In certain white spaces, brown skin is just too darned visible and takes that person with brown skin to some dark, reflexive, historical places within themselves.

* * * * * * * * * *

Okay, let's get this going before there's a long line: you want the shredded pork sandwich, you want the pork loin sandwich and I'm getting pork on a stick. 

Okay, so we like pork. Especially at State Fair. It'd be sacrilege not start out the day there at The Pork Schoppe. (Yes, that's a thing.)

It's a Thing
Gimme the money and I'll order. You go by the sauces, and you get napkins. Okay, everybody...now BREAK!

I got in line, while my husband and daughter scampered to their assigned duties. Five people were ahead of me, and I felt good about that. After all that line can get to at least ten people deep.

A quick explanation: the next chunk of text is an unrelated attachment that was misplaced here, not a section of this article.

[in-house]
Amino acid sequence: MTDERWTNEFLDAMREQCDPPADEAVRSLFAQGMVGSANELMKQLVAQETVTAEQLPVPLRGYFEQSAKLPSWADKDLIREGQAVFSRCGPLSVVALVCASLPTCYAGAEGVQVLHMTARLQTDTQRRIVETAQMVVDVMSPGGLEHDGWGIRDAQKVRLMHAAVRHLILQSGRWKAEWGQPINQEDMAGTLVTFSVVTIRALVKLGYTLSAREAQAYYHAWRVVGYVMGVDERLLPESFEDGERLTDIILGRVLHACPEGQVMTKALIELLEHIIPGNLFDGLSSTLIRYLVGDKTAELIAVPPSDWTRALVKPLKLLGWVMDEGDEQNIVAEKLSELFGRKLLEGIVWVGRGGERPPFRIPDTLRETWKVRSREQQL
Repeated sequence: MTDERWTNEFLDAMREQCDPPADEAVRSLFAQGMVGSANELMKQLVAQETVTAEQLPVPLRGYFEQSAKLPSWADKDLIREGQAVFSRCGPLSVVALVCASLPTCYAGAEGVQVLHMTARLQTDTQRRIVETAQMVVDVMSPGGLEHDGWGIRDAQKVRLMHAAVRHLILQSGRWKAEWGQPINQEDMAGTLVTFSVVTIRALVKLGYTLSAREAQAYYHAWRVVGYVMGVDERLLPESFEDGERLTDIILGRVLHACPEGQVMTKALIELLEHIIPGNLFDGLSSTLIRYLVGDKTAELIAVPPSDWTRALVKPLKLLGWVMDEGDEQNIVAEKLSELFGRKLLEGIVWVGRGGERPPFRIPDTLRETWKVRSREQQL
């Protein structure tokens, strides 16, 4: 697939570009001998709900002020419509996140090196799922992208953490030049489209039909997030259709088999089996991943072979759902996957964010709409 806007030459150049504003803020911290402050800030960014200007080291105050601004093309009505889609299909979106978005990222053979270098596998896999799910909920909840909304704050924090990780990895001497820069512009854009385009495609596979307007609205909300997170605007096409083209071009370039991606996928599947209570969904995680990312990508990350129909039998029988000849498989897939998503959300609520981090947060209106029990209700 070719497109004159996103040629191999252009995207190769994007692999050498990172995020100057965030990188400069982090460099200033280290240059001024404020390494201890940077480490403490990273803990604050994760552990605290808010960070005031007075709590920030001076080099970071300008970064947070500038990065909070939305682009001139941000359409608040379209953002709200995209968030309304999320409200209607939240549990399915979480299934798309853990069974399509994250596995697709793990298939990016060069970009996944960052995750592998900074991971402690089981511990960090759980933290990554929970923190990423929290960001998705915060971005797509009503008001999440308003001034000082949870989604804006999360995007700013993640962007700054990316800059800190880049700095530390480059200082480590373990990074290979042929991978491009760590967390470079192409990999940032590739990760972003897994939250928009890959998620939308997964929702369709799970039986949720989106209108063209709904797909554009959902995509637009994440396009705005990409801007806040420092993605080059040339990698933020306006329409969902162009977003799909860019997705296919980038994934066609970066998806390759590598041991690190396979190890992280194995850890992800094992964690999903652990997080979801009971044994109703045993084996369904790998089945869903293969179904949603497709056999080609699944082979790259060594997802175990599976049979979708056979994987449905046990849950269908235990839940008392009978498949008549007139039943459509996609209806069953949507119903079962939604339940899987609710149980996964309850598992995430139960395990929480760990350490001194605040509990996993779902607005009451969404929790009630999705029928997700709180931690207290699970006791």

The workers moved like a well-oiled machine and the line was moving at a good clip. As I imagined the joy of tearing into that pork on stick, people began to swarm, moving interchangeably toward the big menu board, sometimes ahead of me and then back to take their place in line or move on to another food stand.

However, when She moved ahead to see the menu, She stayed there. Right in front of me.

She was wearing jorts, and her freshly dyed burgundy hair was all business in front and all party in the back. Her skin was blessed by too many years of smoking and tanning beds along with too many of the sun's overzealous kisses.

But wait: She was still in front of me. Like, not moving: She. Skipped me. Maybe She didn't know.

Excuse me.

She turned and looked me in the eye as she puffed on a newly lit cigarette.

Excuse me, I'm in line.

She immediately stepped behind me while indignantly shooting back: "Snobby-ass-bitch."